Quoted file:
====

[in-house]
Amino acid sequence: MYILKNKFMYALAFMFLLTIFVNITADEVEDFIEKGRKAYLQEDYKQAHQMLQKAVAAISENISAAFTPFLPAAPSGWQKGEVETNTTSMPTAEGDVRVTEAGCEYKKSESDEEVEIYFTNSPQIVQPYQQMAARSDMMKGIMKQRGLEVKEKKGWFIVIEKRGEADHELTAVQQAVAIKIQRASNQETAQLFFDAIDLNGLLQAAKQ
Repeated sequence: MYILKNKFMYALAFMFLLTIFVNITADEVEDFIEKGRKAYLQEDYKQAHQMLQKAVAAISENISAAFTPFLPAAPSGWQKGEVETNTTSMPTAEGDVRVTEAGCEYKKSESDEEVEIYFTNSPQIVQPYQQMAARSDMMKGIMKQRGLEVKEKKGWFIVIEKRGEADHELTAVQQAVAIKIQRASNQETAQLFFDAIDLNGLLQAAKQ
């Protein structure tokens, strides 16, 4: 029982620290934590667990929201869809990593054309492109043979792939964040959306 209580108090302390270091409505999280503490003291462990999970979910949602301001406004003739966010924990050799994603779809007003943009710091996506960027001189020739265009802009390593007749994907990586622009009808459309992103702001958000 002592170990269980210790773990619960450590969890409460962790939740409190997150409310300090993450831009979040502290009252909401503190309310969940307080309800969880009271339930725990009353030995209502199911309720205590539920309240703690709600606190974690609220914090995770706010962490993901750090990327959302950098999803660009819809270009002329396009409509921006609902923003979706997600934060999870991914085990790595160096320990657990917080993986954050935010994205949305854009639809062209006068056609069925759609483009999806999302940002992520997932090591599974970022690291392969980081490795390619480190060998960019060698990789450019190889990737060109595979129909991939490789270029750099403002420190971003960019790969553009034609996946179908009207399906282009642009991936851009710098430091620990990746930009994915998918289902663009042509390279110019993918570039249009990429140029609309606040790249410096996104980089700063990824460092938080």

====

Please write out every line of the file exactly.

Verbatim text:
[in-house]
Amino acid sequence: MYILKNKFMYALAFMFLLTIFVNITADEVEDFIEKGRKAYLQEDYKQAHQMLQKAVAAISENISAAFTPFLPAAPSGWQKGEVETNTTSMPTAEGDVRVTEAGCEYKKSESDEEVEIYFTNSPQIVQPYQQMAARSDMMKGIMKQRGLEVKEKKGWFIVIEKRGEADHELTAVQQAVAIKIQRASNQETAQLFFDAIDLNGLLQAAKQ
Repeated sequence: MYILKNKFMYALAFMFLLTIFVNITADEVEDFIEKGRKAYLQEDYKQAHQMLQKAVAAISENISAAFTPFLPAAPSGWQKGEVETNTTSMPTAEGDVRVTEAGCEYKKSESDEEVEIYFTNSPQIVQPYQQMAARSDMMKGIMKQRGLEVKEKKGWFIVIEKRGEADHELTAVQQAVAIKIQRASNQETAQLFFDAIDLNGLLQAAKQ
């Protein structure tokens, strides 16, 4: 029982620290934590667990929201869809990593054309492109043979792939964040959306 209580108090302390270091409505999280503490003291462990999970979910949602301001406004003739966010924990050799994603779809007003943009710091996506960027001189020739265009802009390593007749994907990586622009009808459309992103702001958000 002592170990269980210790773990619960450590969890409460962790939740409190997150409310300090993450831009979040502290009252909401503190309310969940307080309800969880009271339930725990009353030995209502199911309720205590539920309240703690709600606190974690609220914090995770706010962490993901750090990327959302950098999803660009819809270009002329396009409509921006609902923003979706997600934060999870991914085990790595160096320990657990917080993986954050935010994205949305854009639809062209006068056609069925759609483009999806999302940002992520997932090591599974970022690291392969980081490795390619480190060998960019060698990789450019190889990737060109595979129909991939490789270029750099403002420190971003960019790969553009034609996946179908009207399906282009642009991936851009710098430091620990990746930009994915998918289902663009042509390279110019993918570039249009990429140029609309606040790249410096996104980089700063990824460092938080």